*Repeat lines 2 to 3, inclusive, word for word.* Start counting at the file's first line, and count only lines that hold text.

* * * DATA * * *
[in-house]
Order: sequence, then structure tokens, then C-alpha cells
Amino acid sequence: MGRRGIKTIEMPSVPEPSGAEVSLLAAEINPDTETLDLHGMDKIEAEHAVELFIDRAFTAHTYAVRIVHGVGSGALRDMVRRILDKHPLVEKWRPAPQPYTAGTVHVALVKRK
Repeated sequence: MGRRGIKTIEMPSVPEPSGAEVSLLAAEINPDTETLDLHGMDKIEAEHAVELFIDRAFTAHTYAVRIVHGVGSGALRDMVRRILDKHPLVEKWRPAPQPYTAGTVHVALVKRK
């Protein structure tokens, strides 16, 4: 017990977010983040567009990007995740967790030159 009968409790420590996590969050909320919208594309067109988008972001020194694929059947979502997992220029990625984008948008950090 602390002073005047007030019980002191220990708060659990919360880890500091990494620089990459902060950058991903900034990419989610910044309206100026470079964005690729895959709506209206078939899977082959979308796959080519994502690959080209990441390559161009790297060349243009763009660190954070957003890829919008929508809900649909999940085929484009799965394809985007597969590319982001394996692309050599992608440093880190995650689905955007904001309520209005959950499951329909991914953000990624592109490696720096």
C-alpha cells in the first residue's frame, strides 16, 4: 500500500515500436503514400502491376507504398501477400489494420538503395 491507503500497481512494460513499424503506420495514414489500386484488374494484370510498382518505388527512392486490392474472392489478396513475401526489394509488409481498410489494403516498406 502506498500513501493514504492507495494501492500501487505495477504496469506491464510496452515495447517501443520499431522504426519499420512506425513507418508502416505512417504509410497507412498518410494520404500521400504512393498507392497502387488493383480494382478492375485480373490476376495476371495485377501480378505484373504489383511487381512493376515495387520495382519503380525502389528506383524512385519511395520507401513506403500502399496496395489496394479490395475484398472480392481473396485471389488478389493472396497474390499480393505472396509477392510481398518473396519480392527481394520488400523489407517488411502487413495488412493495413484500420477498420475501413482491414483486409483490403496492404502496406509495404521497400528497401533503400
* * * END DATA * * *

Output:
Order: sequence, then structure tokens, then C-alpha cells
Amino acid sequence: MGRRGIKTIEMPSVPEPSGAEVSLLAAEINPDTETLDLHGMDKIEAEHAVELFIDRAFTAHTYAVRIVHGVGSGALRDMVRRILDKHPLVEKWRPAPQPYTAGTVHVALVKRK